I say kudos to Vodacom for a bold step out of the box. And, to the old-school media, it’s time to put on your thinking caps and find out how you can ride this wave.

I’ve heard mobile gurus say that the problem with mobile news strategies is that, unlike newsprint and the Net, the media houses don’t own or control the medium so have to cosy up to the cellphone operators. Well, looks like Vodacom just figured out how to deliver content on its own — and they don’t even have the hassle or the expense of creating it. Their users will do it for them. In the parlance of Generation Y, I think that’s what you call “pimpin’ ”.

I can hear the conspiracy theorists getting jumpy about Big Brother but, really, if you don’t want to be located, don’t sign up. If voracious aliens land on Earth and hack into Vodacom’s files at least they’ll know how we feel about it: angry, irritated, murderous, petrified.

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  • http://example.net/ Dominic White

    I like the Grid, and I like what they are trying to do. That aside, characterising the only threat against third parties storing info about you as “veracious hacker aliens” is silly. There are very real hacker threats out there, luckily Vodacom realises this and has some clever security people and companies helping them (disclosure: not me and not my company).

    What’s more, the “if you don’t like it don’t use it” argument is also spurious. I want to be able to use a service without having to give up all rights to my information and privacy. Saying the only other option is to become some web-Luddite is no good. Once again, I was impressed by Vincent’s responses on how the Grid will protect privacy on his blog http://www.vincentmaher.com/?p=946#comment-6909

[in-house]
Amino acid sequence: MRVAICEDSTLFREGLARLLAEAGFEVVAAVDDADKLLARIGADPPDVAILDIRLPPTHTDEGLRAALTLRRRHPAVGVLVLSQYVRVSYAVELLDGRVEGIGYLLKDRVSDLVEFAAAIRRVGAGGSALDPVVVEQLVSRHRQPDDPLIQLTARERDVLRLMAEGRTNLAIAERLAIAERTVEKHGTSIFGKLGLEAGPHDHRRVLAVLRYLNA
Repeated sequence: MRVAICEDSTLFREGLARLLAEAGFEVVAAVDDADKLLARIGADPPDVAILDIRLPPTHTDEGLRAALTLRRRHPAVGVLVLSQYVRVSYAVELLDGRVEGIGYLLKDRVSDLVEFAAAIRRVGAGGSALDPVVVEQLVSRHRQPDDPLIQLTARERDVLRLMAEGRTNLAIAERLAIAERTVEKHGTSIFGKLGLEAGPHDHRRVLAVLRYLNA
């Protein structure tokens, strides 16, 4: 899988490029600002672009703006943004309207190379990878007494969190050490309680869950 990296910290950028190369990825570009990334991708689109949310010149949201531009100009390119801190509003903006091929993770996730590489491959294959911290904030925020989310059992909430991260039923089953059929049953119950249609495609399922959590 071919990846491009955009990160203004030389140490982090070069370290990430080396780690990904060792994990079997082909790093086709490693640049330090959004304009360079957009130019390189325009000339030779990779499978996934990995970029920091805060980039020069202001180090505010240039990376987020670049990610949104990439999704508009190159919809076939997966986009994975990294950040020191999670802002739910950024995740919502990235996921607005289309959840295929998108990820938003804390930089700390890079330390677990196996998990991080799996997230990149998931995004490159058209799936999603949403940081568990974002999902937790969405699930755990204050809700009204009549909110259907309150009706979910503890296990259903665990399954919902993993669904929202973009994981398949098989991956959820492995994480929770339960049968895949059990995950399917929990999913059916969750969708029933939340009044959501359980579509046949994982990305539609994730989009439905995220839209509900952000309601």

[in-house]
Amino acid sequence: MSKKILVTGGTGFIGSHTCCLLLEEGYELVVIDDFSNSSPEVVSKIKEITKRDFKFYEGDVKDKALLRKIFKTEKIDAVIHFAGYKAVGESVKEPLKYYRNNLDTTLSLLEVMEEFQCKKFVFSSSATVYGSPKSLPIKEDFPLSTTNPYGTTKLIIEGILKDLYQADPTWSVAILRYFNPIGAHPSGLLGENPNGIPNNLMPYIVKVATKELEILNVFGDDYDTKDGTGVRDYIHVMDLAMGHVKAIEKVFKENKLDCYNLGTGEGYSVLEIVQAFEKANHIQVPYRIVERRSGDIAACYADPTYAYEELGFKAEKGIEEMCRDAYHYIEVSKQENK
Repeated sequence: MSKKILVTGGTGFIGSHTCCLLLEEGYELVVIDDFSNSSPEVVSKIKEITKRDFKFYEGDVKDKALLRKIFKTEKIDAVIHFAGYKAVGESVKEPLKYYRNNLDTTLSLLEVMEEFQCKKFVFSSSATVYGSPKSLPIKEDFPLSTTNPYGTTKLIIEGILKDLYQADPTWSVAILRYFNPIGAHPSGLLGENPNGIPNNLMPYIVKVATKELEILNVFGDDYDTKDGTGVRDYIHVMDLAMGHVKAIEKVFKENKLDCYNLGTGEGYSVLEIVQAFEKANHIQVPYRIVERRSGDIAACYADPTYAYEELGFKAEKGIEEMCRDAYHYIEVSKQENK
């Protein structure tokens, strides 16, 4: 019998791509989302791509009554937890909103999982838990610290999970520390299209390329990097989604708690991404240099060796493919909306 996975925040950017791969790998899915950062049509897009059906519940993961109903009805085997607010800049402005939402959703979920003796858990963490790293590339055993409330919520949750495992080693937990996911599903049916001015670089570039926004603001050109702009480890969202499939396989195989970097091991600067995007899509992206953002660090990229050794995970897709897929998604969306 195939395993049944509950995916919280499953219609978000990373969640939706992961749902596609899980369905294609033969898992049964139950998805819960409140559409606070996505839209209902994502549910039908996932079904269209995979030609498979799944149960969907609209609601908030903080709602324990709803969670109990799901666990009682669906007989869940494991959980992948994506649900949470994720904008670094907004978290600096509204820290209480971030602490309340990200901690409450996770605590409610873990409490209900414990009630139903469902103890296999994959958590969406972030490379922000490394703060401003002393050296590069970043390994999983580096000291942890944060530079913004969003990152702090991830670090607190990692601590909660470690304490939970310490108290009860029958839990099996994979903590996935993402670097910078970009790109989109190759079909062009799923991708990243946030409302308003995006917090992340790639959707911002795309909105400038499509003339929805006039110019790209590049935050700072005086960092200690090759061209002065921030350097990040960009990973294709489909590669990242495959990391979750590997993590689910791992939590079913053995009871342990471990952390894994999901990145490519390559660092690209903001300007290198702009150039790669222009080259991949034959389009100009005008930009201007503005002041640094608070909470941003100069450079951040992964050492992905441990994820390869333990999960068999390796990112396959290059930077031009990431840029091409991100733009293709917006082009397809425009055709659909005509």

• Briana

    My question about location based advertising is how many people you will be targeting.. take the example you have stated here of “Just before lunch, show my ad to women within 10km of Fourways Mall, between the age of 25 and 30, who are feeling sad, sleepy, angry or irritated” – how many people will this be? Let us say there are 10 people who are 10km from Fourways AND on the grid at that time AND are 25-30. of those 10 people, how many are sad, sleepy or angry? What if there are none of the 10 who post a mood like this? Location based advertising just cuts the small pie into pieces too tiny to count towards revenue for the advertiser or the publisher really.

  • http://www.thegrid.co.za Vincent Maher

    Hi Briana

    I agree that is an extreme example of how one could slice the data and probably will be too fine grained using time and location. In practice one would probably try gender, age range, mood and proximity to several locations.